One of the neuroscientific developments that I learned for the first time from this book is the relationship between Von Economo neurons (VEN cells) and what de Waal calls the "co-emergence hypothesis." This hypothesis holds that self-awareness (e.g., recognizing oneself in a mirror) and empathy (recognizing feelings in others) co-emerged in several mammal species, including humans, some apes, dolphins, whales, and elephants. The new fact is that VEN cells, which are long, spindle-like neurons that reach deep into the brain, connecting cortex to the more primitive parts of the brain, have been found in these, and only these, animals!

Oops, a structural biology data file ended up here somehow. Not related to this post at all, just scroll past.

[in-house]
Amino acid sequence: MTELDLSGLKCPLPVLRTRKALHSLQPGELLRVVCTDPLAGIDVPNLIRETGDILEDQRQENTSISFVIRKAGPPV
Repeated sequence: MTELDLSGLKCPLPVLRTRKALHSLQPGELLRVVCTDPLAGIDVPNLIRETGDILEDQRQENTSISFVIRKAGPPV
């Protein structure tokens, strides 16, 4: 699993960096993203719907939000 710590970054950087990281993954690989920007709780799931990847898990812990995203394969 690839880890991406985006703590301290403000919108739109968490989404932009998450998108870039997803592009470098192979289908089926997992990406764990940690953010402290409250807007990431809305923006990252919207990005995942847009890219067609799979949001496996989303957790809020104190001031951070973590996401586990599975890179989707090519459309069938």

It is popular these days to treat the results of behavioral game theory as providing a fatal critique of economic theory and a shining endorsement of evolutionary biology. This is certainly not the case, and de Waal treatment in this book is balanced and accurate. In fact, the whole methodology of behavioral game theory is based on the economist's rational actor model, simply dropping the ancient prejudice that rationality implies selfishness. Indeed, it is my experience that economists have no problem embracing the fact that people have altruistic motives, whereas evolutionary biologists just can't seem to digest the idea that nature, red in tooth and claw, could ever produce a truly moral creature.